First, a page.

Katie M. Joyce
Born Oct. 30 1839
Died Jan. 15, 1882

Katie Darling Joyce
Born Sept. 3, 1871
Died Dec. 22, 1886

There's no pocket in a shroud - Joyce

And here's Col. Joyce in an ad for Pe-Ru-Na.

Washington, City and Capital, by The Federal Writers' Project, Works Progress Administration, 1937 says that “a flagrantly red brick house with contrasting white trim dominates a terrace” at 3238 R Street. 

HABS photo, South Elevation.

The WPA Writer's Project goes on to say that,  “It is the home of Rear Admiral Harry H. Rousseau's widow, a landscape architect of distinction. Her garden, open during April Garden Week, is notable for its old trees, rock garden, and iris-bordered walks.”  

The Rousseaus were living here when Admiral Rousseau died at sea in 1930. This photo accompanied the Washington Evening Star's notice of that event, on July 24, 1930.

 Admiral Rousseau had been instrumental in the creation of the Panama Canal and was chief coordinator and director of naval oil reserves, when he died.  In 1928 he appeared on a 20¢ Canal Zone postage stamp.

The Library of Congress says that:

During the New Deal, two of President Roosevelt's Brain Trust, Benjamin Cohen and Thomas Corcoran, rented the house for themselves and other young lawyers who drafted the New Deal legislation.

Here we see Cohen and Corcoran as they appeared on the cover of Time Magazine, Sept. 12 1938. Cohen, in glasses, is sitting, Corcoran standing.  The Time article refers to Cohen, Corcoran and their cohort as “Janissaries.”

Spartacus Education in  a thorough biography of Tommy Corcoran, gives us this view of “the scarlet fever boys from the little red house in Georgetown.”

Corcoran was a new political type: the expert who not only drafted legislation but maneuvered it through the treacherous corridors of Capitol Hill. Two Washington reporters wrote of him: “He could play the accordion, sing any song you cared to mention, read Aeschylus in the original, quote Dante and Montaigne by the yard, tell an excellent story, write a great bill like the Securities Exchange Act, prepare a presidential speech, tread the labyrinthine maze of palace politics or chart the future course of a democracy with equal ease.” He lived with Cohen and five other New Dealers in a house on R Street; as early as the spring of 1934, G.O.P. congressmen were learning to ignore the sponsors of New Deal legislation and level their attacks at “the scarlet-fever boys from the little red house in Georgetown.”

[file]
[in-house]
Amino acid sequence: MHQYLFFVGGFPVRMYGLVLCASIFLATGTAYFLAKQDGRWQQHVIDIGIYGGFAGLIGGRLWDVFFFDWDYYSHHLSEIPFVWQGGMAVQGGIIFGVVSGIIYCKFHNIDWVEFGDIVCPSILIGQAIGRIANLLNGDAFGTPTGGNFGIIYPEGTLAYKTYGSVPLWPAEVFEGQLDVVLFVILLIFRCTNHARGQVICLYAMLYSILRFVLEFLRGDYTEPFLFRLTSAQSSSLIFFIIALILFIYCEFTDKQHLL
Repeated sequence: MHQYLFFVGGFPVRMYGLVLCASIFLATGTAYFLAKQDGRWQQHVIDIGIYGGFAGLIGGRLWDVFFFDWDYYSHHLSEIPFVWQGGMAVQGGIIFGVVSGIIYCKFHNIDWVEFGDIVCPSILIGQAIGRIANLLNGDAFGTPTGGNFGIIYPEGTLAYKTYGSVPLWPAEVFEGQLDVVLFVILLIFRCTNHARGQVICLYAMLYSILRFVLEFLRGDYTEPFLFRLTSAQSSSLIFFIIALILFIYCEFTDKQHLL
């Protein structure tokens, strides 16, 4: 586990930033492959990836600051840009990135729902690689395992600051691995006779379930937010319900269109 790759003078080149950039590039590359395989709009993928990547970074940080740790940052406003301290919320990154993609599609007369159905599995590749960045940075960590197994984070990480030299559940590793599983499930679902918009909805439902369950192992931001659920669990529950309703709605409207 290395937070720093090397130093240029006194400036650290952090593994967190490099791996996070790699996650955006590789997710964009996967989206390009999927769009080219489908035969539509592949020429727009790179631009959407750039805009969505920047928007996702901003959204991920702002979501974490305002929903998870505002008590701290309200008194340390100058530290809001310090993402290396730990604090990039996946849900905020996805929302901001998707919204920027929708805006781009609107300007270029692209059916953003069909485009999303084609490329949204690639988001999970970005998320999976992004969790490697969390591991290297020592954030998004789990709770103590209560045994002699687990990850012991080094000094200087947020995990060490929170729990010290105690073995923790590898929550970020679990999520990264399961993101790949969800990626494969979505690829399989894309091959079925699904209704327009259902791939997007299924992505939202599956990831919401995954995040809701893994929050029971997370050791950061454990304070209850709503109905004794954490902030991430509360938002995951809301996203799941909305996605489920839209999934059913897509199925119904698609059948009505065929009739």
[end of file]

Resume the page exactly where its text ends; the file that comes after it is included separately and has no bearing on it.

Right wing Congressman Fred Britten of Illinois dubbed the house “The Little Red House in Georgetown and accused its occupants of promoting communistic legislation. This 'story in pictures' appeared in the Brownsville Herald on April 27, 1934

Figure in “Little Red House” Furore

The “Little Red House in Georgetown” mentioned by Representative Fred Britten (top left) of Illinois, as a rendezvous for meetings “which promote Communistic legislation.” Rep. Britten said the house is occupied by Robert Kohn (lower left), of the PWA, James Landis (top right), Federal Trade Commissioner, and Thomas Corcoran (lower right) of the RFC. (Central Press) -- Brownsville Herald, April 27, 1934, Mail Edition, Page 8.

The phrase “Little Red House in Georgetown” echoed the “Little Green House on K Street” in  which corrupt deals of the Harding Administration are said to have been planned;  both terms contrast with the “White House”. See the Washington Evening Star, April 21, 1934 in which Britten calls the New Dealers at 3238 R Street,  “Frankfurter's hot dogs.”
Cohen and Corcoran rented the little red house from Mrs. Rousseau until 1936. 

The author of this blog believes he met Tommy Corcoran once on a bus in Washington DC in the late 1970s. He was an old man wearing a flashy sport jacket who introduced himself, adding that he had once been important in this town.

From the late 30s this house was home to Major General Howard C. Davidson, United States Army Air Forces and his wife. They lived here into the 60s. The New York Times described Davidson in his 1984 obituary: “Maj. Gen. Howard Calhoun Davidson of the Air Force, a World War I pilot and commander of the Tenth Air Force in the China-Burma-India theater in World War II, died Wednesday at Walter Reed Army Medical Hospital in Washington.”

Like Mrs. Rousseau, Mrs. Davidson opened the house to  the public for Garden Week. Here's the house as it appeared in The Washington Evening Star,  March 20, 1938.

Home of Lt. Col. and Mrs. Howard C. Davidson
3238 R street N.W.
where President Grant once lived.
3238 R Street is currently owned by Texas billionaire Robert Bass and his wife, Anne. (See Robert and Anne Bass live in historic house in Washington, D.C. by Maria Recio in the McClatchy Newspapers, May 8, 2012.)  We can agree with Ben Barnes, former Texas lieutenant governor that “It's a heck of a house..”